Inflammation & Infection

  1. 5 Cardinal manifestations of inflammation:
    • warmth
    • redness
    • edema (swelling)
    • pain
    • decreased function
  2. 3 Stages of the Inflammatory Process
    • Vascular Response
    • Cellular Response
    • Tissue Repair
  3. Describe vascular response:
    • initial response to injury causing vasoconstriction to contain the bleeding
    • secretion of chemical mediators signaling WBC's of problem
  4. Describe Cellular Response:
    Exudate stage when leukocytes move in to the area.
  5. Acute cellular response what WBC arrives?
    • granular
    • non granular
  6. Describe Tissue Repair:
    It is the replacement stage that BEGINS at the time of injury.  Fibroblasts arrive to stimulate revascularization, secrete collage and form scar tissue.
  7. Difference between and acute and chronic inflammatory response.
    Acute is short term and is associated with all types of injury. Leukocytes storm the site, but stop migrating after awhile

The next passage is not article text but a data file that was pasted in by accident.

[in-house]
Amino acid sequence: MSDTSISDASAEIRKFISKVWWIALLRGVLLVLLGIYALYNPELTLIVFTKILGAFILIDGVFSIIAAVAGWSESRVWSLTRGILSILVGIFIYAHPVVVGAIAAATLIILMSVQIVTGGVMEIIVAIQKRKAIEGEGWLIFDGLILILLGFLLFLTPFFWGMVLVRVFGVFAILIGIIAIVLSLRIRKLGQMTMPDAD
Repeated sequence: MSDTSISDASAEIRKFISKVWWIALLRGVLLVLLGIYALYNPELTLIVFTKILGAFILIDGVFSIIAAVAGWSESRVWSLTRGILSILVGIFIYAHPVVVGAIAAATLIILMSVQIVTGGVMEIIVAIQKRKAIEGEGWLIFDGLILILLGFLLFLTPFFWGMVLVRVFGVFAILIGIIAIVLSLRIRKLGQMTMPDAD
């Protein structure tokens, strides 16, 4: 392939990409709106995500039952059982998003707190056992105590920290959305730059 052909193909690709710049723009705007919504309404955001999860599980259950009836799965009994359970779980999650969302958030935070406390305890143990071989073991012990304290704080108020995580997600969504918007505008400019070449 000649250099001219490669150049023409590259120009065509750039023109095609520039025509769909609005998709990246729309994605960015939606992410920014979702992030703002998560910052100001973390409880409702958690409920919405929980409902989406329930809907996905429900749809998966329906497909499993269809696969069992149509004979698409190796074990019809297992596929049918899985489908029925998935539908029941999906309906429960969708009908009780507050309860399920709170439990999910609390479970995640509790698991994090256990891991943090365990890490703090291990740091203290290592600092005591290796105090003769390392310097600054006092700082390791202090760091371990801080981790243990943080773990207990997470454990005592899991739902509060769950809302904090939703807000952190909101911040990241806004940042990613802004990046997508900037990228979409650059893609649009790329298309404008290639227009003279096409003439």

Chronic is a response that lasts longer than 2 weeks. Leukocytes are always there causing constant inflammation
  8. 5 common causes of inflammation:
    • trauma
    • surgery
    • infection
    • Extremes of heat and cold
    • Ischemic damage
  9. Describe vascular response to inflammation:
    It is the first response to injury leading to vasoconstriction of venules and vasodilation of arterioles.
  10. Describe cellular response to inflammation:
    It is when WBC's move in to the area to fight any foreign bodies.
  11. Tissue macrophages